“The Episcopal church is a lot like the Methodist church,” he said. “These types of churches with bishops are known as ‘connectional churches,’ where typically there is the commonality of liturgy, which is very important because there are prescribed scriptural readings, readings of the Gospel, hymns and psalms for every Sunday and for liturgical seasons within the church.

We all have the same readings on the same Sundays, from the Revised Common Lectionary. And on a three-year cycle, those churches will have covered all of scripture, so it’s very unitive. And also, Episcopal churches use The Book of Common Prayer.”

The role of a bishop in the Episcopal churches is that of chief pastor, and while there is room within the structure of the liturgy for differences, only a bishop can administer confirmation when someone officially joins the Episcopal Church after completing catechism classes.

Jane Mask said one thing about the Episcopal Church is certain.

“We do change,” she said.

Curry, now 62, is a self-proclaimed advocate of what he has called “the Jesus movement.”

“I am looking forward to serving and working for the cause of the Jesus movement in the world,” Curry said. “To help this become a transformed world that looks more like God’s dream and less like our nightmare. That’s what energizes me and what I believe in and we can really continue and build on the good work that’s been done in Bishop Katharine’s years.

“Everybody knows I really do take evangelism seriously and discipleship and witness and service and social advocacy, the gospel principles that we hold. Those three things are critical and needed in this time. I think the Episcopal Church has something to offer in the public square. We have a way of looking at the gospel that makes known the love of God in Jesus.”

The Rev. Dr. Kara Slade, vicar of St. David’s Episcopal Church in Laurinburg, explained Curry’s philosophy in a recent exchange of emails.

“I think there are a few things worth noting about the way Bishop Curry talks about Jesus and evangelism,” Slade said. “The first is that he is relentlessly focused on the mission of the Church as it’s lived out by proclaiming and following Jesus Christ. That is, we’re not talking about God in general or abstract terms, but about God as revealed in Jesus Christ. I think that’s important because it gives us a very particular grounding and content for what we say and do. Jesus becomes the standard by which all our efforts are measured.

“The second is that when we talk about the Church as a movement, what we’re hoping to leave behind is the idea that we should just sit back and wait for people to come to us. Especially in the present day, especially here in Richmond and Scotland counties, we need to be the church actively and visibly in the community — and not just within our own walls.

“For example, one thing we’ve done at St. David’s in Laurinburg is to partner very intensively with the elementary school next door to the church. We have volunteers who read to the kids, who help out with end-of-year testing, and we’ve worked to make sure children who might struggle to get enough to eat over the holidays are taken care of. It’s been a way that even a small congregation like ours can have a big impact in the community.”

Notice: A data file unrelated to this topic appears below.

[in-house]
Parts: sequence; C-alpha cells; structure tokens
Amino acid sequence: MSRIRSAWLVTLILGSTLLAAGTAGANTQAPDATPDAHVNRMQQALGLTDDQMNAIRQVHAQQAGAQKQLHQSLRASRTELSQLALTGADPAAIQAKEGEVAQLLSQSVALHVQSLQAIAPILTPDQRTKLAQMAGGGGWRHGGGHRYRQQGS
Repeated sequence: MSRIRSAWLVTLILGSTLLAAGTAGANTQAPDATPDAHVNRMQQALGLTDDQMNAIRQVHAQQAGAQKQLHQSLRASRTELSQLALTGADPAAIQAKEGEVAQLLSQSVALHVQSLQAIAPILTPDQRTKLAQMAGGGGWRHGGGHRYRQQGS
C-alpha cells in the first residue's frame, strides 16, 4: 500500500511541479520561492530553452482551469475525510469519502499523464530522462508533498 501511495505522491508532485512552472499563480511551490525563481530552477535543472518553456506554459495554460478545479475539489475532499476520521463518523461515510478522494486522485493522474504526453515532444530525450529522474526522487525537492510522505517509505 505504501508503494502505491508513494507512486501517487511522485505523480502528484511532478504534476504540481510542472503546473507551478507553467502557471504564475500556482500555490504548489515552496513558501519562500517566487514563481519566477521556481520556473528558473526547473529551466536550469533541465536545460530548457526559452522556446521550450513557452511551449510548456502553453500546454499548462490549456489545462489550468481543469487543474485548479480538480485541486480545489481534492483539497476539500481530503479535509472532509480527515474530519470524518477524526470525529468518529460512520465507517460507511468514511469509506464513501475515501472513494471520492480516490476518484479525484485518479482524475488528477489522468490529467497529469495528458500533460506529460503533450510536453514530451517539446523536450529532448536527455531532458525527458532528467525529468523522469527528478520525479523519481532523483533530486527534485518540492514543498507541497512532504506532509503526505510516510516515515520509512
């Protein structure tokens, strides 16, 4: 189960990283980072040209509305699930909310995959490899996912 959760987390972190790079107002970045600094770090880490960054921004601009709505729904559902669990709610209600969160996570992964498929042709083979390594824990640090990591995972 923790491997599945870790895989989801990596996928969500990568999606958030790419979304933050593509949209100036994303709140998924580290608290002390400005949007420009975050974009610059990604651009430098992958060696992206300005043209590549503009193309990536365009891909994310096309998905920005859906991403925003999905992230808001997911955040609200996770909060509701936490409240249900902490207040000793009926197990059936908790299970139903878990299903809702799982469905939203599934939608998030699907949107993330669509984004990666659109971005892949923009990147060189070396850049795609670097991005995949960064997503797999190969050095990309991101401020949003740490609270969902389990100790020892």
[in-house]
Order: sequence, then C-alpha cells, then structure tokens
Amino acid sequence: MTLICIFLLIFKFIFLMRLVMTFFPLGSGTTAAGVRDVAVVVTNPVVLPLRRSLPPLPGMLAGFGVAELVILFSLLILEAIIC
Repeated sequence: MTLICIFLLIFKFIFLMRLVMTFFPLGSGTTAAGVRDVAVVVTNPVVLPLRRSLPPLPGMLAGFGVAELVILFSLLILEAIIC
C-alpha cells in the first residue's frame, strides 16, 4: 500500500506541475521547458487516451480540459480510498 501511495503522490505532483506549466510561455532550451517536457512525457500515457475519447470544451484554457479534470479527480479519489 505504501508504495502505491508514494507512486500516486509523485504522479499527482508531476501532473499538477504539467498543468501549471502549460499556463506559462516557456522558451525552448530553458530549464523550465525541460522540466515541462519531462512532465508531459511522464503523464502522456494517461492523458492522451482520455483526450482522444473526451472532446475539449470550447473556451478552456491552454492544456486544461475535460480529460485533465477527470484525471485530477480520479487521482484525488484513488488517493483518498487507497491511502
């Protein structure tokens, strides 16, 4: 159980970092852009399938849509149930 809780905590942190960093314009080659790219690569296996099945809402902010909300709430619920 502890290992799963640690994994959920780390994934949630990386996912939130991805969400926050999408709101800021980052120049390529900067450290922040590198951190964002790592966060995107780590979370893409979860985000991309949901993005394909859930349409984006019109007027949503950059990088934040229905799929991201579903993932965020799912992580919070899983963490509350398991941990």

Slade’s personal memories of working with Curry are many, but one left a distinct impression on her.

“I vividly remember him telling me once that we were ‘in the resurrection business,” Slade said. “It has really stuck with me, and I have tried to live into that in my own ministry.”

The Episcopal Church — the United States branch of the Worldwide Anglican Communion — is known for being the first to embrace controversial changes in U.S. culture over the years such as allowing female priests (and later, bishops), accepting openly gay clergy and encouraging its churches to intermingle rather than isolating their members according to divisive social constructs involving race and ethnicity.

On July 1, the 78th General Convention voted to allow same-sex religious marriages in its churches after vigorous debate, leading Archbishop of Canterbury Justin Welby to release a statement expressing his “deep concern” over the votes, writing that the “decision will cause distress for some and have ramifications for the Anglican Communion as a whole, as well as for its ecumenical and interfaith relationships.”

But this will not be the first time the church in the U.S. has led the charge toward change and sent ripples across churches in all parts of the world — and nor is it likely to be the last.

Welby is the senior bishop of the the Church of England and the symbolic head of the Worldwide Anglican Communion with a family of churches in more than 165 countries.

To learn more about the 78th General Convention and topics on its agenda, visit http://bit.ly/1BX4Sfy on the Web.

Reach reporter Melonie McLaurin at 910-817-2673 and follow her on Twitter @meloniemclaurin.